Waxing Geopolitical With Lynsey Dyer

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Lynsey Dyer waxes her skis

Lynsey Dyer gets tuned up. Photo by Grant Gunderson.

October 12, 2011

— Dan Kostrzewski

Jackson, Wyoming local Lynsey Dyer has traveled far from her roots in the Sun Valley race program to become one of skiing’s most respected and inspiring female athletes. With bold, beautiful lines captured on film and in print she has earned widespread respect and recognition that culminated with Powder Magazine’s Female Skier of the Year award in 2010. Off the hill, Lynsey has also exhibited a creative side using her artistic talents to design graphic artwork for First Ascent and land one of her photographs in National Geographic Magazine. Tetongravity.com caught up with Lynsey to talk about her recent trips, current segments and geopolitical stories in between international flights to thrilling locations.

Tetongravity.com: What was the most inspiring trip you took this past season?

Lynsey Dyer: Lel Tone and I got to go to Kashmir and ski on the disputed border of India and Pakistan in a red A-star helicopter. It blew my mind the fact that there are guys with guns on both sides and yet we are waving this white flag that we were just there to ski powder. So it was the first time that I saw my sport become something bigger than itself in that both side were opinionated in this war that has gone on for a ridiculous amount of time and yet they could all celebrate together and lighten up for a moment when it came to powder skiing, which I though was significant in that a sport could bring two opposing sides together even just for a moment. So it was really inspiring. I was very proud of skiing on that trip.

What was that experience like skiing in the Gulmarg region?

We got a couple of runs at 5,000 meters and they were first descents, which was really fun. We named a run Uncle Eddie (after Eddie Bauer), which was a treat. It is just completely untouched there. Any run in the past they have had to hike to it and this was the first year they have allowed helicopters out there so the possibilities were just endless.

Do they have anything like the concept of heli tenure in India?

Well, you’re not supposed to go into Pakistan but the border is so foggy that we definitely ventured over. We actually peed in Pakistan and that was a highlight.

I mean, what a crazy opportunity, right? To go on a trip where you have five days to try and get good ski footage is difficult, right? And we had one sunny day with safe conditions and it was an epic day, a day that none of us will forget.

And then ending up and skiing at 5,000 meters … the only way we would know how high we were getting was the pilot would put on an oxygen mask and that was how we knew it was high.

We asked, “where is ours?” and he replied, “get out.”

Lynsey Dyer skis

Lynsey Dyer in action. Photo by Grant Gunderson.

Was it an older machine?

No it was a beautiful A-star from New Zealand and a great crew and guides and a great journey. It ended up being seventy clicks from where they found Osama, so we were right in there.

In the heart of the geopolitical zone?


So the other project you worked on was with the Rocky Mountain Sherpas for the film “All.I.Can”?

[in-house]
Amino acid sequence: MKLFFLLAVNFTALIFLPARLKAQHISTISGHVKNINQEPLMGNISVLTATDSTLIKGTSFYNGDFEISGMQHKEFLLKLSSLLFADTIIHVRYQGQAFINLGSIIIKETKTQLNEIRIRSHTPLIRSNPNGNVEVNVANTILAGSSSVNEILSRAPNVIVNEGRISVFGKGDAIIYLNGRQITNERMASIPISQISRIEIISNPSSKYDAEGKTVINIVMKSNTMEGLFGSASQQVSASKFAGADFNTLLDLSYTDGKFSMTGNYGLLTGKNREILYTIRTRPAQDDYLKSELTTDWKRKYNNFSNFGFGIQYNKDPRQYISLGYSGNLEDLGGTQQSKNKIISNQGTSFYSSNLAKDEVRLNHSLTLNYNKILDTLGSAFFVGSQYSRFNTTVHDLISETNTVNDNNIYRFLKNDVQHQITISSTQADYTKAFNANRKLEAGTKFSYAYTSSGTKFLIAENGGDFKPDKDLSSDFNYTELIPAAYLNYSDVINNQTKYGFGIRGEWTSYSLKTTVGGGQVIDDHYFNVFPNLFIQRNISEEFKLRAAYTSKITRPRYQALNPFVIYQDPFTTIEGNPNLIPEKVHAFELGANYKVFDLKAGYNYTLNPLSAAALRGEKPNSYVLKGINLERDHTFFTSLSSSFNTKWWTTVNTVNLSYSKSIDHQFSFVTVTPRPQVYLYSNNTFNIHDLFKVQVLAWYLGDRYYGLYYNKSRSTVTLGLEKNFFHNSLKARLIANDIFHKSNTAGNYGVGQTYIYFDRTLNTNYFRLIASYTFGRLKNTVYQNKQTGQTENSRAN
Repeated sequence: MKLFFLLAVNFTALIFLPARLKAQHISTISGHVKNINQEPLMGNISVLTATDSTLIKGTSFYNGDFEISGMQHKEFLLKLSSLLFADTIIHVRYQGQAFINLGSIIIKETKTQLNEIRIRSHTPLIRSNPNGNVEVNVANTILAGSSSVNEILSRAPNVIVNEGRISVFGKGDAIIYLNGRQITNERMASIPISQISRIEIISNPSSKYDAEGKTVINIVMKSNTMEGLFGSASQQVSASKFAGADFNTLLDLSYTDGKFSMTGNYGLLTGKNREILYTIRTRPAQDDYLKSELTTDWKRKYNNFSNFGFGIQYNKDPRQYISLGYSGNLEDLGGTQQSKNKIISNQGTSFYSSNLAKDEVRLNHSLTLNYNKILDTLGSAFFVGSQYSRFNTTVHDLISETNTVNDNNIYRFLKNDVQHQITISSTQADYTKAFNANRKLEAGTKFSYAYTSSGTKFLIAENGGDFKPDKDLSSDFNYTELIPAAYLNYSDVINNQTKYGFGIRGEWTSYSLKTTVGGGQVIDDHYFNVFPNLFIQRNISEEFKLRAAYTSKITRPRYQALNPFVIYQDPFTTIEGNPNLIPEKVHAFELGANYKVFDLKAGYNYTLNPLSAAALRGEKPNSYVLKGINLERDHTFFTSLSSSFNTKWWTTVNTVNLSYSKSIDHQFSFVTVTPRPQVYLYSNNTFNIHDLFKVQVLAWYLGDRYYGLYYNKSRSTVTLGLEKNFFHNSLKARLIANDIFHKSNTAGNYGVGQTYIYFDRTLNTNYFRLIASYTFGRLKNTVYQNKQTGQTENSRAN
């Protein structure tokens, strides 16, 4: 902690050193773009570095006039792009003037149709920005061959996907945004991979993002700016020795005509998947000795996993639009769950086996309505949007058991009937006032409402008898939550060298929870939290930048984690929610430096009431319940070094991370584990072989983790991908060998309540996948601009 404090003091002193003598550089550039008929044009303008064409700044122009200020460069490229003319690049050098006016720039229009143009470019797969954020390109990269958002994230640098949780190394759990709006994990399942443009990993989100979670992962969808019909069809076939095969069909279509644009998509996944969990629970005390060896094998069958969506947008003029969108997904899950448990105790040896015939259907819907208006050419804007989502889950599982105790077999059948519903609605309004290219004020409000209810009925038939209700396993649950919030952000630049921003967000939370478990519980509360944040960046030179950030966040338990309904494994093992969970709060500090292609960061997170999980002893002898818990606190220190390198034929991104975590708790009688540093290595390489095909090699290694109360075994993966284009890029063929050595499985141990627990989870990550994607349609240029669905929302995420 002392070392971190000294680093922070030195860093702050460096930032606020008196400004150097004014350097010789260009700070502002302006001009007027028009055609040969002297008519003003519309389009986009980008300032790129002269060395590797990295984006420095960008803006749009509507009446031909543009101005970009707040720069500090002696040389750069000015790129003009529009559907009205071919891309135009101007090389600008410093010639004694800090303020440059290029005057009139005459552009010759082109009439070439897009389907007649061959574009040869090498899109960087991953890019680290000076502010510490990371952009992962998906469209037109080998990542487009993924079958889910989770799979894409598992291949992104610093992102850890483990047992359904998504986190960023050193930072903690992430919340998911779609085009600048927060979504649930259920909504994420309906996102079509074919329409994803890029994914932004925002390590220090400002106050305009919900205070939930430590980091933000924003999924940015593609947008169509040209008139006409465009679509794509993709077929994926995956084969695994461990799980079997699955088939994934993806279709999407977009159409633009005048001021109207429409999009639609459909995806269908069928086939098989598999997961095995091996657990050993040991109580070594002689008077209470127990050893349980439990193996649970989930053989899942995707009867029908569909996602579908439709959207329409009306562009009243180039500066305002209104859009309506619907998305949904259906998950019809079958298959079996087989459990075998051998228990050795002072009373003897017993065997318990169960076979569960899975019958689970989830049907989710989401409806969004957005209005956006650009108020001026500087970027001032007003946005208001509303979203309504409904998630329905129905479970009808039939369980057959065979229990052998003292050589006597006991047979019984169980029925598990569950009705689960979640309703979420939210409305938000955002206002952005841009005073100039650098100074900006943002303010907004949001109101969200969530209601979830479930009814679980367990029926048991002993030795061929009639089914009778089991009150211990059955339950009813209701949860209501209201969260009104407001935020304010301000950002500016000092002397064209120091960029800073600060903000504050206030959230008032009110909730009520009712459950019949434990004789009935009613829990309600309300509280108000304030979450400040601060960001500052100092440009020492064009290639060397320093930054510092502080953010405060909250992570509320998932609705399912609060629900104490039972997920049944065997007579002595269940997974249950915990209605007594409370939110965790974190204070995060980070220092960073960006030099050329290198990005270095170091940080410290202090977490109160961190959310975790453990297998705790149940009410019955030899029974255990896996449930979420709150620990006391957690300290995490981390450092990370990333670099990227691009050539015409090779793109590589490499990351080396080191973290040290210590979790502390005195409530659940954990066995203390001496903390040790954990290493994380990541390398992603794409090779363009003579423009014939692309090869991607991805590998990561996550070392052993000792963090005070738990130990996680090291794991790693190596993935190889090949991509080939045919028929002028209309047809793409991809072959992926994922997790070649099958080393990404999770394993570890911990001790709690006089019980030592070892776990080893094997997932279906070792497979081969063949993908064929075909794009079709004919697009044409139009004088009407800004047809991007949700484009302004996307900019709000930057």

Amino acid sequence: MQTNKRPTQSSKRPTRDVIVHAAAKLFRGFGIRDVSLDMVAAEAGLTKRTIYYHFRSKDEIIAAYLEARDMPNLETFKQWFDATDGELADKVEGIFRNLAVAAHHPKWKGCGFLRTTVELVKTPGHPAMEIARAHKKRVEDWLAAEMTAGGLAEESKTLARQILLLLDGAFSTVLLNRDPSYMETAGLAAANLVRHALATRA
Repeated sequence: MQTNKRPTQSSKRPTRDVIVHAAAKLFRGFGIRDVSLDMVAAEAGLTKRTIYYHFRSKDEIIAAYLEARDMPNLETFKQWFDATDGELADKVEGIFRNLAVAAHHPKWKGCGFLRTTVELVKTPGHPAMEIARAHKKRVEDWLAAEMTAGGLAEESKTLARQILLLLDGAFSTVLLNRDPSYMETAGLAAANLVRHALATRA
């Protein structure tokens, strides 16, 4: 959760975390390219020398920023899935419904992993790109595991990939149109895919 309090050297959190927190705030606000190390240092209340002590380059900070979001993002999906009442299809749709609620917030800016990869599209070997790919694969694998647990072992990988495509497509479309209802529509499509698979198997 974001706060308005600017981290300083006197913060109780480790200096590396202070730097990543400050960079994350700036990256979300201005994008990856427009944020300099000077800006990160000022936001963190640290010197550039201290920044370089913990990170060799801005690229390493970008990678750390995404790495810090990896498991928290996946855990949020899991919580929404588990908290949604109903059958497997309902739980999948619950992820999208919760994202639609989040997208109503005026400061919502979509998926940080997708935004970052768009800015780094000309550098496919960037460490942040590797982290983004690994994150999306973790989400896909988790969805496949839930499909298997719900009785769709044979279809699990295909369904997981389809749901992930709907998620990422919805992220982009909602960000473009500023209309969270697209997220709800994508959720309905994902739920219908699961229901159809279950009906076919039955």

That’s right.

Why did you decide to get involved with that project?

They are incredible people and they are very passionate about what they do and they are on the cutting edge of ski film. This will not be just another ski-porn film. This will be the most beautifully shot and directed pieces of not only ski film but showing the natural world.

Because of the Cineflex they use — which is a ridiculously expensive stabilizing device for shooting from the helicopter — it is going to look a lot more like “Planet Earth,” on that scale, rather than a normal ski movie.

As well as having a message, which I feel like a lot of ski films don’t, and it’s a very powerful message about environmentalism, but in a very inspiring way because these guys are so creative and dedicated and these guys are so over the top and dedicated in all aspects. So I am honored to be part of what the ski industry is calling the best ski film of the last ten years.

So, what specifically about the environmental message resonated with you?

Really capturing the beauty. These guys are famous for their timelapses and showing certain parts of the cycle of life and showing the earth as a living being, breathing through its rivers and through the cycles of winter to summer to spring. And just beautiful imagery of even making logging look beautiful.

It’s not opinionated it’s just putting it out there for the viewer to decide it’s not preaching anything but it is so inspiring that I think my goal with skiing is inspiring people to go outside and to make it accessible to the point where people think if she can do it, I can do it. And so I feel like this film captures all that with absolute beauty.

What are you most excited about looking forward?

Right now we are headed to South America, we are filming with Sweetgrass Productions in Portillo and from there I go straight to Las Lenas, hopefully with Eddie Bauer. And from there I can’t say, I’ve been working with Outside Television a lot and from there who knows — hopefully I’ll get more time at home in Jackson but you never know what the season will bring. It’s always at the last minute and that’s part of the adventure.

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